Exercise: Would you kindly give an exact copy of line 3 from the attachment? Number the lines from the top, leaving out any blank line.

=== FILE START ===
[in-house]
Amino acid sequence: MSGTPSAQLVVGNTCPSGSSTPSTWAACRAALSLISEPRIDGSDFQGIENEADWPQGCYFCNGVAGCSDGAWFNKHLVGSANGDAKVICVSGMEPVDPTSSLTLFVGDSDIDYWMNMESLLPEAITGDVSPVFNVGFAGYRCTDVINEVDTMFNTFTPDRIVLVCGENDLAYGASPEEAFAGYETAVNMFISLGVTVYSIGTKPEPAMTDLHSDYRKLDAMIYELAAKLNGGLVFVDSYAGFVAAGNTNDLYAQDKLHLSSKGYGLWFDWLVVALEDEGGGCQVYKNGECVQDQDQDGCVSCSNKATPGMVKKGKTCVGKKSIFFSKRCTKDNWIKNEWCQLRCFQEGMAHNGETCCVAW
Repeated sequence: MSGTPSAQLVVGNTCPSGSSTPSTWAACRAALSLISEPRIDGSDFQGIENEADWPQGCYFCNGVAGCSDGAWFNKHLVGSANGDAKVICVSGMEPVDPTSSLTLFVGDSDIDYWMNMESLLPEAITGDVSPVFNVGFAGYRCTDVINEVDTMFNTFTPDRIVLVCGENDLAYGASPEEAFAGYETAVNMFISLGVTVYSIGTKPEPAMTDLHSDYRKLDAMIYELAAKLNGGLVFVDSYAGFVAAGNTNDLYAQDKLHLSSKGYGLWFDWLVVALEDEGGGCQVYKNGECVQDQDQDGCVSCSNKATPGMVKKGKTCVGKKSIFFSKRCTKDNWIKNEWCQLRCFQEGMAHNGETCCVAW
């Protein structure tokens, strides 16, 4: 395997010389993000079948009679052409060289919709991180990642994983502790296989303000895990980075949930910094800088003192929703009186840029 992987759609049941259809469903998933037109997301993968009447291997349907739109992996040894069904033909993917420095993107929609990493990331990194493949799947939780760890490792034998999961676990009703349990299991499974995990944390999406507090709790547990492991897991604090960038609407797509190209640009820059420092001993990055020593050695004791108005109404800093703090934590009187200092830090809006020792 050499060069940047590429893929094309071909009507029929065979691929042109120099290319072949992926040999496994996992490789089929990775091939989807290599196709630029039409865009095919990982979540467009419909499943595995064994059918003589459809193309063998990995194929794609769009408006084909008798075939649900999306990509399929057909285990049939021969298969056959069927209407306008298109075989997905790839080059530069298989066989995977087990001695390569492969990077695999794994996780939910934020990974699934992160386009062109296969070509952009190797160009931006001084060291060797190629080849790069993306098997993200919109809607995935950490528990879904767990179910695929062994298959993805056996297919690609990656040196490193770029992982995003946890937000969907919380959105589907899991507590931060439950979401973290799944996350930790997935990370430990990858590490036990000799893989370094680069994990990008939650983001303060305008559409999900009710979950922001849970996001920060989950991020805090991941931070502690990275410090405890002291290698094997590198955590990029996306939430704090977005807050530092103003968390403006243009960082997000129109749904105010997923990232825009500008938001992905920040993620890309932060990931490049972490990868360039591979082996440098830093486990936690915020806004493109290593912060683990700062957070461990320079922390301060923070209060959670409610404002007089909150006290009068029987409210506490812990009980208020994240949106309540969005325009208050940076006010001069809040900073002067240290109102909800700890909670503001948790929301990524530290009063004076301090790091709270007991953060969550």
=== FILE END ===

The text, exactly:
Repeated sequence: MSGTPSAQLVVGNTCPSGSSTPSTWAACRAALSLISEPRIDGSDFQGIENEADWPQGCYFCNGVAGCSDGAWFNKHLVGSANGDAKVICVSGMEPVDPTSSLTLFVGDSDIDYWMNMESLLPEAITGDVSPVFNVGFAGYRCTDVINEVDTMFNTFTPDRIVLVCGENDLAYGASPEEAFAGYETAVNMFISLGVTVYSIGTKPEPAMTDLHSDYRKLDAMIYELAAKLNGGLVFVDSYAGFVAAGNTNDLYAQDKLHLSSKGYGLWFDWLVVALEDEGGGCQVYKNGECVQDQDQDGCVSCSNKATPGMVKKGKTCVGKKSIFFSKRCTKDNWIKNEWCQLRCFQEGMAHNGETCCVAW